They claimed that successful commercial food production depended on economy of scale and that farmers on large farms produced 80% of South Africa's food. In terms of the proposed legislation, certain large farms would be outlawed. The cap on farm sizes would apply to all farms, although wind farms, game farming and forestry would be allowed more land.
Proposals announced by Rural Development and Land Reform Minister Gugile Nkwinti this week included restrictions on the size of farms and, despite fears that it could limit foreign investment, a ban on farm ownership by foreigners.
Experts said the legislation could result in farmers, especially sheep farmers in the Northern Cape and greater Karoo, switching to game or wind farming to keep their land. This could severely limit meat supply, with a resultant rise in the price of mutton and other meat as consumers switch from mutton to beef, pork and chicken.
Nkwinti announced that the ceiling for viable commercial small-scale farming would be 1000ha, 2500ha for medium-scale farming and 5000ha for large-scale farming. Forestry, game and renewable energy farms would be capped at 12000ha.
The minister said excess land portions would be expropriated and redistributed, and compensation would be on the basis of the "just and equitable" principle enshrined in the constitution.
The issue was discussed on Friday at a meeting in Pretoria between Nkwinti and leaders of organised agriculture.
Speaking after the meeting, AgriSA's Annelize Crosby said that although the discussions were fruitful, they had to agree to disagree on many issues.
She said the minister was driven by political considerations of his mandate by the 2012 ANC Mangaung conference, while her side was driven by the "basic economics of sustainable farming".
Agricultural economist Frikkie Mare of the University of the Free State explained that the average sustainable cattle and sheep farming unit in the Northern Cape and greater Karoo already exceeded 5000ha.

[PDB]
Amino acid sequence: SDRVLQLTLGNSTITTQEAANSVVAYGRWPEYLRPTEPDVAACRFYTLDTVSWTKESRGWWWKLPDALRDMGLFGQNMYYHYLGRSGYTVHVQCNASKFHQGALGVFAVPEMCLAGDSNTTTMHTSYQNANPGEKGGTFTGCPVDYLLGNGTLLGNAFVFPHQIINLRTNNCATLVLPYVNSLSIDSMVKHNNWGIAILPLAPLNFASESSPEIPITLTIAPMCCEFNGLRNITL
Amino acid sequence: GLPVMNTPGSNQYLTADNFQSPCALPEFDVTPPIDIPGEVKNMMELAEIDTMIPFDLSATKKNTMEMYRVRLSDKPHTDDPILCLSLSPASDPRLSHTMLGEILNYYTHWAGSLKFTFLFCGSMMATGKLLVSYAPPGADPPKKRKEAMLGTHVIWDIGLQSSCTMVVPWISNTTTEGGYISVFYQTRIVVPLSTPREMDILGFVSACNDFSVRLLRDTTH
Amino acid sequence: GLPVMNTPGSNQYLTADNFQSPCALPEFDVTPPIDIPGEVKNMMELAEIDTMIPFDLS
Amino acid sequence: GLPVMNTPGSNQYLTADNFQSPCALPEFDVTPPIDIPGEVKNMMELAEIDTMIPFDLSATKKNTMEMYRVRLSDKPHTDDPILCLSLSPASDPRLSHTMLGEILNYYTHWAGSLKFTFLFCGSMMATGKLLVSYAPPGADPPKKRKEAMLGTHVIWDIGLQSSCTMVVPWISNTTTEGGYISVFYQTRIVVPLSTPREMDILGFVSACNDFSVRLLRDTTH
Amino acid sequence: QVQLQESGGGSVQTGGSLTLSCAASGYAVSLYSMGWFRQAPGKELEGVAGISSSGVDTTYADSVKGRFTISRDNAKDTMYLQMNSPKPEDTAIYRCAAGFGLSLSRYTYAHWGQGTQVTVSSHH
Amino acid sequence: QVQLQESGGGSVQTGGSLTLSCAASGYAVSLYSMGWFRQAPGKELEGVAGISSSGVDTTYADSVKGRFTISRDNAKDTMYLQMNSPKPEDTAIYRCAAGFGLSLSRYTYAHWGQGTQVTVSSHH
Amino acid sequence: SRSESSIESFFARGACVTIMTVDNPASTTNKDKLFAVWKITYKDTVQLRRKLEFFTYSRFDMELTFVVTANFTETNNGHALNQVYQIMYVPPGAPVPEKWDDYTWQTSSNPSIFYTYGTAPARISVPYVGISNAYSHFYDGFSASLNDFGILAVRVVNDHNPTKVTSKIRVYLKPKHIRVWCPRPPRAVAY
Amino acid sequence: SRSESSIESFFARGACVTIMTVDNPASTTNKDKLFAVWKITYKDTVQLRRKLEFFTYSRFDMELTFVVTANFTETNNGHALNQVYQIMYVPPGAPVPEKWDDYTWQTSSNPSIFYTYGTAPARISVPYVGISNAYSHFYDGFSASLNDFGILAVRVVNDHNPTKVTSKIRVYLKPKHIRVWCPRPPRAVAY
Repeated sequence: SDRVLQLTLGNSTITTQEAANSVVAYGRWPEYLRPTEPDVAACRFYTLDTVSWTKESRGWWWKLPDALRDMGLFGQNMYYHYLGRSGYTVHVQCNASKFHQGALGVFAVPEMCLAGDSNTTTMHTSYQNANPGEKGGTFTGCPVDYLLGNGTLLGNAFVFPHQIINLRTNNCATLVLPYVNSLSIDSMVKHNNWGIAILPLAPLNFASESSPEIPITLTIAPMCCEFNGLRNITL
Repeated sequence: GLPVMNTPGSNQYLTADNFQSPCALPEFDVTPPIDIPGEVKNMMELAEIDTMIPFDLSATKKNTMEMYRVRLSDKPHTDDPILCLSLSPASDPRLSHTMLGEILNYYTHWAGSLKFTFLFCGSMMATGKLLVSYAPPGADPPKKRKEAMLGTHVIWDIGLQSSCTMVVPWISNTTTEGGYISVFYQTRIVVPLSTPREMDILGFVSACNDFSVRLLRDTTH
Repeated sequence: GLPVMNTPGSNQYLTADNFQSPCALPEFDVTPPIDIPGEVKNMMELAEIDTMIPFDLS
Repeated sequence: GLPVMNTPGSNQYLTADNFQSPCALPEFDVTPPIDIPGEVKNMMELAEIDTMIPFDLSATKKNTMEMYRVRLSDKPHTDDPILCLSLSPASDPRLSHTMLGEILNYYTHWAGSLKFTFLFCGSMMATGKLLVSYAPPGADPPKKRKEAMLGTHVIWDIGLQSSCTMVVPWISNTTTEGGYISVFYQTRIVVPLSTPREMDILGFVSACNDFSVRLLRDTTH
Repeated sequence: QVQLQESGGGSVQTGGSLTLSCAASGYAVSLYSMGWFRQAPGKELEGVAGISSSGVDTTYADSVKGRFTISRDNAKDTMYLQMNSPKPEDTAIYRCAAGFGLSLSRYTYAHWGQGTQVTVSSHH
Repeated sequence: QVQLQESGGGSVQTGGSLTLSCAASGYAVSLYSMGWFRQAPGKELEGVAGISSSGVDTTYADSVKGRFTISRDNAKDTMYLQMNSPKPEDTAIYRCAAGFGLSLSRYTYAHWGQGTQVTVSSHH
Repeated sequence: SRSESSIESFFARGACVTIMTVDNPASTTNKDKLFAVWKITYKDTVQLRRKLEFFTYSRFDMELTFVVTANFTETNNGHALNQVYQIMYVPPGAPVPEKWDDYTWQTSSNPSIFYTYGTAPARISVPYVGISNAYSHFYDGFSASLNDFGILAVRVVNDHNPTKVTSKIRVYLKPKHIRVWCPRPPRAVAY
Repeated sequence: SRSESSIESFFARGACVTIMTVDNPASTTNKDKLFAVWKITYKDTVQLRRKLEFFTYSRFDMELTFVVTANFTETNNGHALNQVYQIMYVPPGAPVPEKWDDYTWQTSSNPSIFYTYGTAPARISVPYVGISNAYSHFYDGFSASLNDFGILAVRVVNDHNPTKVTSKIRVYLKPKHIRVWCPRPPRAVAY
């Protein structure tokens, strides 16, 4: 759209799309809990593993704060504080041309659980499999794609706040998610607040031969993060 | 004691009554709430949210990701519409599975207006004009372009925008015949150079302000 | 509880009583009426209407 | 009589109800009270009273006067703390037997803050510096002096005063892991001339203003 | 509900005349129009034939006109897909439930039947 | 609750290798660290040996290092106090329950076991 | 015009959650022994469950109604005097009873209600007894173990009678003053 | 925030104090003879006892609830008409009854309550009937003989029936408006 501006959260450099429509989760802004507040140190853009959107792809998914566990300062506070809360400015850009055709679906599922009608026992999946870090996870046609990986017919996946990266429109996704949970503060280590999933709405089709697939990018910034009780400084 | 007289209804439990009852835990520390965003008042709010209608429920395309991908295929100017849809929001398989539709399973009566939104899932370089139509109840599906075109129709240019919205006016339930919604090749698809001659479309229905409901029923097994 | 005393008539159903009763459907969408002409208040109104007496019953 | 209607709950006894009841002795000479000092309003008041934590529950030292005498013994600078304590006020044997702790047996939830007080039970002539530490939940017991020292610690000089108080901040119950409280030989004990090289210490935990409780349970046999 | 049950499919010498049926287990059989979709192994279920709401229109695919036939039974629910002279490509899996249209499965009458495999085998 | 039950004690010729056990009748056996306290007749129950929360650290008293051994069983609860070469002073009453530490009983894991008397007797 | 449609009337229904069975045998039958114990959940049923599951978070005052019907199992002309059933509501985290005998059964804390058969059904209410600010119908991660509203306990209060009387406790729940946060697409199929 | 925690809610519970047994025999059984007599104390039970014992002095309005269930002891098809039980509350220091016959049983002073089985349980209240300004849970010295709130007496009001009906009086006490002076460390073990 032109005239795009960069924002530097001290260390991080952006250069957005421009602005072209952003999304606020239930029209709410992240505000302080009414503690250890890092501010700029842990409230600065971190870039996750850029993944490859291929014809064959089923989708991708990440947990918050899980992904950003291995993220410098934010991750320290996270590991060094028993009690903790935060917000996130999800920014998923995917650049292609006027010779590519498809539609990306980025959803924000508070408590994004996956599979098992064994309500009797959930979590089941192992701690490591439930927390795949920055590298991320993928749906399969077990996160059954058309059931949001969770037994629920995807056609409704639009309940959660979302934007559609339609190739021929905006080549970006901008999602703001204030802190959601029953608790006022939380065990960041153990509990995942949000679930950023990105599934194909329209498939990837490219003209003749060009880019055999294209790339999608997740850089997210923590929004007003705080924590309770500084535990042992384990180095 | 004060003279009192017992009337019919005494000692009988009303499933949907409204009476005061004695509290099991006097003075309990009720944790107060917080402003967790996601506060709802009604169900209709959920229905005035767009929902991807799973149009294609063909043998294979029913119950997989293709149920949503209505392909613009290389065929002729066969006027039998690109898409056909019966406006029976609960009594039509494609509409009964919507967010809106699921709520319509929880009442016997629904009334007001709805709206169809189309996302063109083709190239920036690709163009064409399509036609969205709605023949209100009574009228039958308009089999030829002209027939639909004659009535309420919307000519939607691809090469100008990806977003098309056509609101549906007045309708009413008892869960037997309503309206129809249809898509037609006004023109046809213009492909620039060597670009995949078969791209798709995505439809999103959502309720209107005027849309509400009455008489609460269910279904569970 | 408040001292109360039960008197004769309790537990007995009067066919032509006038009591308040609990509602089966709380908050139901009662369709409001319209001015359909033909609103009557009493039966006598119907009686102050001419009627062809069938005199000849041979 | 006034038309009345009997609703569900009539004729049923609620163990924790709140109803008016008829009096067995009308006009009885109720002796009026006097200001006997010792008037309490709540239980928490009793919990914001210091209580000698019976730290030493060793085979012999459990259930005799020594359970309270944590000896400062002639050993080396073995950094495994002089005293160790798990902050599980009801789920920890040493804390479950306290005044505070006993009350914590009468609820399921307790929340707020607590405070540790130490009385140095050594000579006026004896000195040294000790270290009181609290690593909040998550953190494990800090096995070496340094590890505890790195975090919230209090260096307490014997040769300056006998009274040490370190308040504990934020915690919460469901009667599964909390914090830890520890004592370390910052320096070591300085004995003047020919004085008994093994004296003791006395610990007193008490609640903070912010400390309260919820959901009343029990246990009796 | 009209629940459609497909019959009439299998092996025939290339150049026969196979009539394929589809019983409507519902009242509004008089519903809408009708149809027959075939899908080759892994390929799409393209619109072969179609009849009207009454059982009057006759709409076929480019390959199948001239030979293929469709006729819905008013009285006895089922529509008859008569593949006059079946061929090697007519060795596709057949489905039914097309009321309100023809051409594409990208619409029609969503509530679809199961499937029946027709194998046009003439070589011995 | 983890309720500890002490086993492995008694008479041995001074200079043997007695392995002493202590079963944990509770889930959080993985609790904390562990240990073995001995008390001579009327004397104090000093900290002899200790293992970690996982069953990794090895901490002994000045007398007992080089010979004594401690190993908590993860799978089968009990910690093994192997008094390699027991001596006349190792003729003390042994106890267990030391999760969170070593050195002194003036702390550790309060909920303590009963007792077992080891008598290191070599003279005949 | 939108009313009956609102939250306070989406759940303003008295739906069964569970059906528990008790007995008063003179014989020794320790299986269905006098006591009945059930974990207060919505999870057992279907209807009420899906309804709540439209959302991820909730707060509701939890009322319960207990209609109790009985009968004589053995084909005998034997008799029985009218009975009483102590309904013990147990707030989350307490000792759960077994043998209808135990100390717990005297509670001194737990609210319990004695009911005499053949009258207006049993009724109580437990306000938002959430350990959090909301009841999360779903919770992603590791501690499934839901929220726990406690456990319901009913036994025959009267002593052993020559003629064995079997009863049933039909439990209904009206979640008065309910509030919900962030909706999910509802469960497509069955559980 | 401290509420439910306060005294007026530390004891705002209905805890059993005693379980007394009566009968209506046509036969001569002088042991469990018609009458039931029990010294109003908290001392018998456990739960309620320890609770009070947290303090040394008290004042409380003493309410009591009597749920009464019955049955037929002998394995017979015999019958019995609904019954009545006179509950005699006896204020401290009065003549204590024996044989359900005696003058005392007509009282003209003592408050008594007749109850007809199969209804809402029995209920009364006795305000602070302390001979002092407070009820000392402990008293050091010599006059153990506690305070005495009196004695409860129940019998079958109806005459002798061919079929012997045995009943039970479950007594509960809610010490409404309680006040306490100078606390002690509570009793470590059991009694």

"A 5000ha land cap in these areas is unsustainable. Farmers would have to demand higher prices because of the loss of economy of scale.
"We should be following the Polish example, where food production has increased fivefold in the past 20 years through the privatisation of state-run farming into large, privately held farming units benefiting from economy of scale. We are doing the opposite, which is very worrying," Mare said.
Senior ANC MP Phumzile Ngwenya-Mabila said Nkwinti's proposals enjoyed the full support of the ruling party.
"Land ownership has been dominated by a minority section of the population and in some instances it has been in the hands of foreign nationals, who had not used it to advance the socioeconomic needs of the country."
DA agriculture spokeswoman Annette Steyn said the outlook for farmers was grim.
"Three per cent of farmers produce 80% of the country's food - from large-scale farms. They also produce more than 80% of food exports, most of which goes to Africa. This will be a disaster. Minister Nkwinti must change his stance."
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